Walking on Pearl Street Mall Saturday afternoon.
Spot this “bronze” figure. Walk by, take a double take. Wait a minute….
did his hand just move?
and a wink we walk on
For all my friends and family who wondered if we had gotten any snow! O yes, we did! On Alaska Road we got between 24 and 30 inches (depending on who’s telling the story).
First big snowfall came – wet, heavy and nonstop.
Lost electrical power – generator powered up.
Food supplies held up (thank God we did not have to dig into the dreaded MREs).
Jerome, the mighty snowplow, reported for duty and plowed three times – what a champ!
Snow days found me digging into the family records. Totally absorbed into sorting out the family genealogy.
Have arrived in Seville, Spain, circa 1535.
Would you like to know more? I certainly do. Bleary eyed, the search continues!
Here are some “after the snowstorm” pictures I took from our car.
Last April a group of friends and fellow soap makers – we call ourselves the Seasons – met in Arvada, Colorado for lunch and to visit our favorite shops. We formed a caravanserai and trekked on to Penzey’s Spices. It was my first visit to Penzeys and I must say I felt as if I were in spice heaven! If you have never been to a Penzeys spice store I urge you take a trip to your closest one. Their web site – www.penzeys.com – will direct you to the closest retail store in your area. You can, of course, order online but you will miss out on seeing and smelling over 250 spices. Actually seeing the artfully displayed herbs, and smelling the astounding scents first hand is an experience you must experience. The difference between one genus is both subtle and sublime. We sampled over 12 different cinnamon types which ranged from Ceylon cinnamon, recommended for steeping or for cream sauces, to Penzeys own blend of four different cinnamons (which I must say is simply divine).
The staff is both friendly and helpful, yet never infringe on your sniffing fun!
Members of the Seasons – from left to right
Tamara Dawson, owner of Tamarali Tree Soap Co.
Jane Letsinger, owner of Sad Cat Farms, http://www.sadcatfarms.com/
T.S. Elliot said that April is a cruel month, and it certainly is, but autumn is the “via dolorosa” – a season which gives us sunny days followed by mist and vapors, that when parted reveal a soft landscape sculpted out of snow.
On Tuesday the storm was approaching – breezy, cold and grey – warning us to prepare.
Ever had a hungry bear invade your home while you were sleeping? This year Colorado has had an abundance of bear sightings. The picture on the left, which I took last year after a bear invasion, shows you the damage that one one hungry bear, in its pre-hibernation crazed hunt for food, can do. We were fortunate — the humans and kitties avoided a frightening encounter with the hungry, much bigger bear! This year, on top of Alaska Hill, David and I were thrilled to view several bears and cute cubs outside of our home. My friend, Kay Bright, sells the very best tallow in the whole world. She kindly shared some of her hand rendered bear tallow with me. I thought that with so many sightings it would be a good thing to make some bear tallow soap. I was hoping to “communicate” with our roaming bears that we should both respect our mutual spaces (seems like I might have succeeded – so far they have stayed outdoors!).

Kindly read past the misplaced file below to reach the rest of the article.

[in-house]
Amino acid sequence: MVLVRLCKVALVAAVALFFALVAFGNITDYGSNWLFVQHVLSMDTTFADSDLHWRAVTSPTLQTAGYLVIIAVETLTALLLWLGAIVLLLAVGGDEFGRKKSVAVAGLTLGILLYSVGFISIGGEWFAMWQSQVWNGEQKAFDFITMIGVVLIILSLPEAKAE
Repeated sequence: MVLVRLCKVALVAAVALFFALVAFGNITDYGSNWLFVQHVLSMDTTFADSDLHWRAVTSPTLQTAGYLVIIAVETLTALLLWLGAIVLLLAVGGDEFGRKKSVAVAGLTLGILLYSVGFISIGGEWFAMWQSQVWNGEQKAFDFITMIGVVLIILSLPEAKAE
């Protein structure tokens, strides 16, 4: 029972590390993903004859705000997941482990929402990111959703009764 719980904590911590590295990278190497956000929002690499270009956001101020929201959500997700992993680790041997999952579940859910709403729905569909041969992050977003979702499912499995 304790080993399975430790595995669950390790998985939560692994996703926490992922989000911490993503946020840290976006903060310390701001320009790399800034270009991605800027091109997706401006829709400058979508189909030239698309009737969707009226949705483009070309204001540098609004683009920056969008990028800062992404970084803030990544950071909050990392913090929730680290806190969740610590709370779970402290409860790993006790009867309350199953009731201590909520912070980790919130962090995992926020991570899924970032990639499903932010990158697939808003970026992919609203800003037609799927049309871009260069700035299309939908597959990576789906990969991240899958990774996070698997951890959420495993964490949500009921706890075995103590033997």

I used a recipe by Cyndi Muller (Muller’s Lane Farm) – her recipes rock so I expected it to be great. I am very pleased with the performance of Little Bear. It is a long lasting, creamy bar with tons of lather. The scent may well be the most successful soap scent that I have been lucky to have created. It is a marvelous combination of essential oils and vetiver and amber resins. Energetically this bar is a ten!
I have learned that bear medicine gives “introspection” and better yet – “the ability to heal,” and is associated with the healing plant, Osha (Ligusticum porteri). Osha is the only plant that I brought with me from New Mexico to Colorado. Native New Mexicans consider this a sacred, healing plant – this is the first year that it has flowered since I have been tending it.
If you are interested in purchasing some bear tallow you can reach Kay by emailing her at: firstname.lastname@example.org
Happy soaping! And remember, don’t feed the bears!
At times our progress seemed so slow and tedious, but in the end we created our sweet and colorful courtyard. I have to admit that during this project I did not get much soap making done. I refuse to feel guilty about it as I have an enormous sense of accomplishment and satisfaction every time we walk out and enjoy the serene beauty of our new space. It is a cozy and pleasant place to read, have lunch or just hang out with the kitty-girls, MiniMe and FridaLina. They love it!
In addition, it seems to have created the illusion of making my soap lab appear larger. On sunny days I can see myself teaching a soap making class, setting up my massage table and receiving or giving an outdoor massage, or simply inviting friends and neighbors over for a cup of tea or one of my dangerous margaritas!
Henry made some garden boxes and in the spring I hope to try my hand at square foot gardening. It will be wonderful to once again have fresh, homegrown veggies.
I promised some new pictures of my soap lab to show how it has evolved way back in my March 1, 2009 post, “Come on in and sit a spell.” It has taken me too long to keep my promise, but soon I will share the latest pictures of my soaping haven with you.
My husband David and I, in conjunction with Henry Raibourn, our handyman-extraordinaire decided to build a courtyard attached to my soaplab. I wanted to create a little piece of New Mexico where I could enjoy the outdoors and be somewhat safe against the lions and the bears (yes, really). This became more time consuming and far more expensive than we expected!
In the first picture you can see the frame that Henry constructed — the courtyard’s bones.